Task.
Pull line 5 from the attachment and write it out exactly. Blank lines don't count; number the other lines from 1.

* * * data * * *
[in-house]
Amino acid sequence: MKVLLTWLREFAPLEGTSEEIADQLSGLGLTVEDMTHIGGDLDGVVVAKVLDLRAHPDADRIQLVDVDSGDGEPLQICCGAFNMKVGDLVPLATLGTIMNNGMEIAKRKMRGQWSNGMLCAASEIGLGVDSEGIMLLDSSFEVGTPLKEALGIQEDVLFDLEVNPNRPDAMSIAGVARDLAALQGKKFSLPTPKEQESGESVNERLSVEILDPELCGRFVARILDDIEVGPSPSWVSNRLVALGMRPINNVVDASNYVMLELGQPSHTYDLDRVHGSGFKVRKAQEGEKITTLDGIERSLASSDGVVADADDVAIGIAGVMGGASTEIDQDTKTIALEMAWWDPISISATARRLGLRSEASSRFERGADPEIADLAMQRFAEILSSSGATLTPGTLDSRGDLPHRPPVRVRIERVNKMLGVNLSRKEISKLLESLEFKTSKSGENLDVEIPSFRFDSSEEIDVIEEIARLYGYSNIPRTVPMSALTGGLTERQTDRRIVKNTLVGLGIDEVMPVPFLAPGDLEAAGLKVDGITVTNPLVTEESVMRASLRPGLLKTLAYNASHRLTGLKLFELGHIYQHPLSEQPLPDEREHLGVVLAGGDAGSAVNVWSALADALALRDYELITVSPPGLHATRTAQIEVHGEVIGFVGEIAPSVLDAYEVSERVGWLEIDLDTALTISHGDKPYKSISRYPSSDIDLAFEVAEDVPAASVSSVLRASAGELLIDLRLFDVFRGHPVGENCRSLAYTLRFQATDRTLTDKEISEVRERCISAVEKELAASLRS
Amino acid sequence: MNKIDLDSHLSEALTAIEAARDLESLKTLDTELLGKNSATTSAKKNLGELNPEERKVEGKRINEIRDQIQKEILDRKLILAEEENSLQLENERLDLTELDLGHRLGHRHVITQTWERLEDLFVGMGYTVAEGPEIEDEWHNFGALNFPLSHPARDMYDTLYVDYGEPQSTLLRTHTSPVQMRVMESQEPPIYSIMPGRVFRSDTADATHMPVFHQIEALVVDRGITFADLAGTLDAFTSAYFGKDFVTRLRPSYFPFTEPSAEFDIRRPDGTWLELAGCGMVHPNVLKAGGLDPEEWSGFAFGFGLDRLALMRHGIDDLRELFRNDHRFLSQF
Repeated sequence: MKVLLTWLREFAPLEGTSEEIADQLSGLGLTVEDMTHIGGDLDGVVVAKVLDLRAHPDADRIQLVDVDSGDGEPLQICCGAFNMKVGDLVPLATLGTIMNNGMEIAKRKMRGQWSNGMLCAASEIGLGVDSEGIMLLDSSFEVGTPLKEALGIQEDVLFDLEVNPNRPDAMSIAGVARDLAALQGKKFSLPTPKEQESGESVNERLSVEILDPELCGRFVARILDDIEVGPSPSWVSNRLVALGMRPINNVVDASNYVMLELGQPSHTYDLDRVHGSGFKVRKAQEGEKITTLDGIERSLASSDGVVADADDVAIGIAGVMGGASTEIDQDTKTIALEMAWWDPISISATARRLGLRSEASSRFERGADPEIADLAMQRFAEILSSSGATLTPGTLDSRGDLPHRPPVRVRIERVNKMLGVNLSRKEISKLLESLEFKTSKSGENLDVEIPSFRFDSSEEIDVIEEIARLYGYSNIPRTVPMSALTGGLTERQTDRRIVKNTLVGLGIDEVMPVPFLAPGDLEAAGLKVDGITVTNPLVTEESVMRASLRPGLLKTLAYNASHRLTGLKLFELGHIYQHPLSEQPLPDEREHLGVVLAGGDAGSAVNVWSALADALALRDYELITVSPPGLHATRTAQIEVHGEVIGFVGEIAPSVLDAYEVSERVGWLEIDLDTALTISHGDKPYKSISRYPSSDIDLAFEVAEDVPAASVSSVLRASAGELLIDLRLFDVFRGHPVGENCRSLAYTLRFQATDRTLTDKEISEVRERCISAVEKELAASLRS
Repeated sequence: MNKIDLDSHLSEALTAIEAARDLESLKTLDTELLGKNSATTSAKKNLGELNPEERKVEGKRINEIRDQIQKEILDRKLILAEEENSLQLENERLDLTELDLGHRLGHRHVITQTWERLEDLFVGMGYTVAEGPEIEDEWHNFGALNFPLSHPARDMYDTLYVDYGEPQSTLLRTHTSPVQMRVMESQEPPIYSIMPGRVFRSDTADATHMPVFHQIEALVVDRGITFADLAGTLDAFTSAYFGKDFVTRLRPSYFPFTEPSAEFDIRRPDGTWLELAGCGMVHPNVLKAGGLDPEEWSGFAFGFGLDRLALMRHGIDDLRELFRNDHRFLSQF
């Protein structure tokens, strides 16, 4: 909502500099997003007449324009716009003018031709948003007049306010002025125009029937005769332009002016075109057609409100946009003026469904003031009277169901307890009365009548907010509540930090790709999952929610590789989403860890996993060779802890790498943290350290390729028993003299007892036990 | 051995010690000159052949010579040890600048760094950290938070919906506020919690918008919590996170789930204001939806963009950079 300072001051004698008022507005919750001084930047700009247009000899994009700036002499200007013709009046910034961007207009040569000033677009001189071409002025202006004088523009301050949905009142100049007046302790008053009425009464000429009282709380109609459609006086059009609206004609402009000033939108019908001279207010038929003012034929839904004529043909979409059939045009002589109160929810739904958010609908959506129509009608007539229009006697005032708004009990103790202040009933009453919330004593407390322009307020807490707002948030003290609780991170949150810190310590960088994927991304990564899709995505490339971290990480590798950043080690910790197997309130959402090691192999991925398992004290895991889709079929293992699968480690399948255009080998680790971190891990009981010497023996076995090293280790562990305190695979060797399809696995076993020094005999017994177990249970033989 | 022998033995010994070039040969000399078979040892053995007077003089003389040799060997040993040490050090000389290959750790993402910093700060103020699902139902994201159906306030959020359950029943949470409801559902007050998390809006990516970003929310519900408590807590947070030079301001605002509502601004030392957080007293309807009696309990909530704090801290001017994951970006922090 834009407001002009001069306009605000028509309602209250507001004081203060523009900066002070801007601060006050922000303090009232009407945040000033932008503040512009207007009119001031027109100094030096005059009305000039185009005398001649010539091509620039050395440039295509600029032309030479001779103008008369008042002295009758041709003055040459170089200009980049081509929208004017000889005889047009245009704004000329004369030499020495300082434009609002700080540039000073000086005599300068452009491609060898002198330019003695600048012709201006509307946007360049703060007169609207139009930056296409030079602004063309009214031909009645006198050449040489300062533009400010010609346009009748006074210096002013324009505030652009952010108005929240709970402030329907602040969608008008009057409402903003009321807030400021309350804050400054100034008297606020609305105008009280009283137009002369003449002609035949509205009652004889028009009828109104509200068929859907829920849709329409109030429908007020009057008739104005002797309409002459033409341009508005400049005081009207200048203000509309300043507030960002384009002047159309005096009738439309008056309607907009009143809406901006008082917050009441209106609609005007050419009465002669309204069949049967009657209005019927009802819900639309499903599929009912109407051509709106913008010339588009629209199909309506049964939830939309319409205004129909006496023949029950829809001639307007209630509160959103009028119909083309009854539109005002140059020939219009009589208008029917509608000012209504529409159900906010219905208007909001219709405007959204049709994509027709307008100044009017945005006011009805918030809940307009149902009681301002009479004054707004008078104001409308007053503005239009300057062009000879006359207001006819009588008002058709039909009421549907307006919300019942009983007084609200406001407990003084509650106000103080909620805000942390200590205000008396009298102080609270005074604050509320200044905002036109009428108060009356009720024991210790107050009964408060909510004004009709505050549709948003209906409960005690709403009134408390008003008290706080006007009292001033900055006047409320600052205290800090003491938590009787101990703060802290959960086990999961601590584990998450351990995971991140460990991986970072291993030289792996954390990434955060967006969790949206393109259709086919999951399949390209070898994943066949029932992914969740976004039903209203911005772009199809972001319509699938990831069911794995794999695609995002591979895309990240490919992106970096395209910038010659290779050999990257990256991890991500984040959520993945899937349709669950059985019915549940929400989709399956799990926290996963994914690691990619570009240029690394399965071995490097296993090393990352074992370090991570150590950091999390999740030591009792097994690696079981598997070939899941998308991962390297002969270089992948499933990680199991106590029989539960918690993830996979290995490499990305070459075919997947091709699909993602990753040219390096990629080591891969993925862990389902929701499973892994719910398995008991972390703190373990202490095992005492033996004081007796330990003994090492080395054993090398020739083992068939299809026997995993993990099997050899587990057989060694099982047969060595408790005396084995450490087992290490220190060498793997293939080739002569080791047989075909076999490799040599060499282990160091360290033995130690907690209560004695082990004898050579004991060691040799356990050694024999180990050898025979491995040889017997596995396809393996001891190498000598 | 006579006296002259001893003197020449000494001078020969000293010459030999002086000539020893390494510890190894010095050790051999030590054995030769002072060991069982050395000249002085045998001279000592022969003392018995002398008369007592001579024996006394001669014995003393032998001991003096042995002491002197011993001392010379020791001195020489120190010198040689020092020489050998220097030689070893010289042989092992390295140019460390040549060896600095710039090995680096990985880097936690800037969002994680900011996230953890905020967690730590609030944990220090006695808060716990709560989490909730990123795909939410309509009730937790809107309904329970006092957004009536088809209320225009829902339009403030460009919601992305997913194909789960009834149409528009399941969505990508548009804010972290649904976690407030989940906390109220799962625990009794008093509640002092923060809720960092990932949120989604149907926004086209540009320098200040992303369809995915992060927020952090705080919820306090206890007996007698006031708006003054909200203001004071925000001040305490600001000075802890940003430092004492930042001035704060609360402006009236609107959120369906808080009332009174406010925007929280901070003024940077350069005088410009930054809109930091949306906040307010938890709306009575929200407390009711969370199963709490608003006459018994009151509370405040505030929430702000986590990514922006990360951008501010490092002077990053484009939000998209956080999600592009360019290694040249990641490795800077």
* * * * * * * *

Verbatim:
Repeated sequence: MNKIDLDSHLSEALTAIEAARDLESLKTLDTELLGKNSATTSAKKNLGELNPEERKVEGKRINEIRDQIQKEILDRKLILAEEENSLQLENERLDLTELDLGHRLGHRHVITQTWERLEDLFVGMGYTVAEGPEIEDEWHNFGALNFPLSHPARDMYDTLYVDYGEPQSTLLRTHTSPVQMRVMESQEPPIYSIMPGRVFRSDTADATHMPVFHQIEALVVDRGITFADLAGTLDAFTSAYFGKDFVTRLRPSYFPFTEPSAEFDIRRPDGTWLELAGCGMVHPNVLKAGGLDPEEWSGFAFGFGLDRLALMRHGIDDLRELFRNDHRFLSQF